The Indian automobile industry has failed to shake off the slowdown that has been plaguing it for months now. Auto sales across all segments continued the downtrend in June as manufacturers cut production to keep inventory in check amid weak retail sales and subdued consumer sentiment.
During the month, domestic sales across passenger vehicles (PVs), commercial vehicles (CVs) as well as two- and three-wheelers fell 12 per cent year-on-year, industry body Society of Indian Automobile Manufacturer (Siam) said. The combined sales of all automobiles fell to 1.9 million units in June against 2. 2 million units a year ago.
So, how does this slowdown then compare to the ones the automobile industry faced in the past? How swift will the recovery be? Edelweiss Securities, in its report dated July 10, has compared the current slowdown with the past 20 years' demand cycles and concluded that this time, it's different.
The difference can be seen on four counts, the report said. They are:
Domestic factors driven
Slowing income growth and Non-banking financial companies (NBFC) crisis are primary reasons for the current slowdown compared to earlier cycles which had been triggered by global events like Asian crisis, Dotcom bubble, global financial crisis, etc.
The recent NBFC crisis had a twin effect on demand. It curtailed financing to new vehicles, and NBFC were financing customers who were not preferred for financing by banks. Hence, revival of lending by NBFC is critical for demand revival.
Sharp regulatory cost pressure
Over FY19-21, vehicle prices are estimated to jump 13-30 per cent (1-2 per cent per annum over previous decade) due to safety, insurance and emission related compliance costs. Come April 2020, India will upgrade to BS-VI from BS-IV emission standard Given that general price hike over the previous decade was 1-2 per cent per annum, a sharp increase in vehicle prices over FY19-21 can restrict the recovery.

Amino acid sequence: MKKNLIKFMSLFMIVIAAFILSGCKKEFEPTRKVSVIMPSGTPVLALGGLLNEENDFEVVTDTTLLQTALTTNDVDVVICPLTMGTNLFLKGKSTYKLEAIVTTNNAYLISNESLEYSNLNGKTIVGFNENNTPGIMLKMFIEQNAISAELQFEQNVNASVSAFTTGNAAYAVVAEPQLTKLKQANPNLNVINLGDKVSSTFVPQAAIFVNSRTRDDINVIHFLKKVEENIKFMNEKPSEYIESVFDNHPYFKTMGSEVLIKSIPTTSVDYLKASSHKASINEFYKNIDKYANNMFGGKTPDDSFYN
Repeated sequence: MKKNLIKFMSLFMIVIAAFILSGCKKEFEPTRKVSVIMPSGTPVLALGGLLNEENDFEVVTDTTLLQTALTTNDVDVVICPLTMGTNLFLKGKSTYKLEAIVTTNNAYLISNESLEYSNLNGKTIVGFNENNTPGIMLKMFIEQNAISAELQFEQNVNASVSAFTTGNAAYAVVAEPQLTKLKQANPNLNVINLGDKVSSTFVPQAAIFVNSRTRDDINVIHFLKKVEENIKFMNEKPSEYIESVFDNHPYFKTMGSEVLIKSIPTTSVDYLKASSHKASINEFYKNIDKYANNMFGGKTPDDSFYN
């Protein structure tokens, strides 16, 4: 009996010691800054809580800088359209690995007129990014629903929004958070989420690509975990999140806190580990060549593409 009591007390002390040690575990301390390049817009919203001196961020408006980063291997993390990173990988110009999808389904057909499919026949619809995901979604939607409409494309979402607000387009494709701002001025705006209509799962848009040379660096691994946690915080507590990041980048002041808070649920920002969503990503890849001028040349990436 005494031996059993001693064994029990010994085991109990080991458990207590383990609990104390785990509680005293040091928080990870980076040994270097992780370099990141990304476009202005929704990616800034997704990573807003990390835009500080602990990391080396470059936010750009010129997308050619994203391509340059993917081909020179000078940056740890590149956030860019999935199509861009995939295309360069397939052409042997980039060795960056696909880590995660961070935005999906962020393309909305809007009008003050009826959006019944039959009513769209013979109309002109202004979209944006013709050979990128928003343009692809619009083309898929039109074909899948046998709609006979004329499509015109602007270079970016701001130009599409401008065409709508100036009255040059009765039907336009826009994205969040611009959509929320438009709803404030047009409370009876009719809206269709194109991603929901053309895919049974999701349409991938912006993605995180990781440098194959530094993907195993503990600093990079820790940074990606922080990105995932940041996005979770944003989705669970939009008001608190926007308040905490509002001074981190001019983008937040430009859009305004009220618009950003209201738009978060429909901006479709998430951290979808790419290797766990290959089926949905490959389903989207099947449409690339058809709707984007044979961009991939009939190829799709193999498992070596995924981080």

Stiff competition from growing organised pre-owned vehicle market
Over the past five years, the size of pre-owned market has expanded significantly, with higher share of organised players. For instance, in passenger venhicle (PV), a significantly higher growth in pre-owned cars over the past two years is a reflection of rising consumer interest in this segment. This may impact new vehicle demand, especially in case of sharp price hikes.
Significant margin pressure
The decline in gross and earnings before interest, depreciation, and ammoratization (EBITDA) margins in the current cycle is far higher compared to previous slowdowns with maximum impact on Bajaj Auto and Maruti Suzuki India Limited. In case of EIM, for the first time, decline in EBITDA margin is higher than in gross margin. This is due to increase in fixed cost on account of investment in product development capabilities and marketing in international geographies.
Hence, says the report, the recent slowdown is much sharper than the previous cycle on the margin front.
"This seems to be a result of a combination of huge inventory reduction exercise as well genuine demand softness. These factors raise doubts on the industry’s ability to pass on the regulatory cost pressure without compromising on margin.," the report said.
What's the road ahead then?
"At the current juncture, we believe, volume recovery is unlikely to be as sharp as in the past, unless there is strong stimulus support. Also, Original Equipment Makers (OEMs) may be compelled to absorb some of the BSVI costs to revive volumes, especially in two-wheelers and passenger vehicles. In medium and heavy commercial vehicle (M&HCV), we believe the current slowdown is more due to the economic cycle rather than over-capacity in the system, as reflected in strong freight rates (compared to previous slowdown phases)," the report says.
About the impact of BSVI transition, the report says it's unlikely to majorly impact M&HCV demand as long as truck operators are able to pass on the costs. "We do not expect any major pre-buying and hence do not expect significant sales dip in FY21," it said.